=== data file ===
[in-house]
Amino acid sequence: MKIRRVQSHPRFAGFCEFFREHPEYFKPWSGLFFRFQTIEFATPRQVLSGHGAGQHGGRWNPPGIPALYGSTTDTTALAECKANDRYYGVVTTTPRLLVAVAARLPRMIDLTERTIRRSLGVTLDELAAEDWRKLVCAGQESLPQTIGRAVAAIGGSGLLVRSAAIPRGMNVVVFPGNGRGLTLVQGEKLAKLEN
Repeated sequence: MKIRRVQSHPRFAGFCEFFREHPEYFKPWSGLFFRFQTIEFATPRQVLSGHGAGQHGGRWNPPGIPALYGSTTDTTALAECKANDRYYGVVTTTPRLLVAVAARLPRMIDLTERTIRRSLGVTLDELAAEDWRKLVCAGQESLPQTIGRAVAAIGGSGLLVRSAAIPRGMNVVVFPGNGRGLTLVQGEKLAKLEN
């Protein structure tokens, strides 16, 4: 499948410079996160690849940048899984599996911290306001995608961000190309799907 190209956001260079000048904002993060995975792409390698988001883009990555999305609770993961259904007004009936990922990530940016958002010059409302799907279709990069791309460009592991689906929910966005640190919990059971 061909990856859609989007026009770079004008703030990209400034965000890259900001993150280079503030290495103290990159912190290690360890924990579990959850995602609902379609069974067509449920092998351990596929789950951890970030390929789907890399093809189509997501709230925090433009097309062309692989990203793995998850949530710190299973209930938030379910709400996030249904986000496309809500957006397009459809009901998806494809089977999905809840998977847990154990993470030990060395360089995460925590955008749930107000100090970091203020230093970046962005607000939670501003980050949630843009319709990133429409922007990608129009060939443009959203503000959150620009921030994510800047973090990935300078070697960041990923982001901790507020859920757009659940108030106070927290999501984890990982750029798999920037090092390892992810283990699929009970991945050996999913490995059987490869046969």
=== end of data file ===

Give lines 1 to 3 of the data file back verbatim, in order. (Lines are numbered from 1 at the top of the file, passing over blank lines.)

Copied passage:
[in-house]
Amino acid sequence: MKIRRVQSHPRFAGFCEFFREHPEYFKPWSGLFFRFQTIEFATPRQVLSGHGAGQHGGRWNPPGIPALYGSTTDTTALAECKANDRYYGVVTTTPRLLVAVAARLPRMIDLTERTIRRSLGVTLDELAAEDWRKLVCAGQESLPQTIGRAVAAIGGSGLLVRSAAIPRGMNVVVFPGNGRGLTLVQGEKLAKLEN
Repeated sequence: MKIRRVQSHPRFAGFCEFFREHPEYFKPWSGLFFRFQTIEFATPRQVLSGHGAGQHGGRWNPPGIPALYGSTTDTTALAECKANDRYYGVVTTTPRLLVAVAARLPRMIDLTERTIRRSLGVTLDELAAEDWRKLVCAGQESLPQTIGRAVAAIGGSGLLVRSAAIPRGMNVVVFPGNGRGLTLVQGEKLAKLEN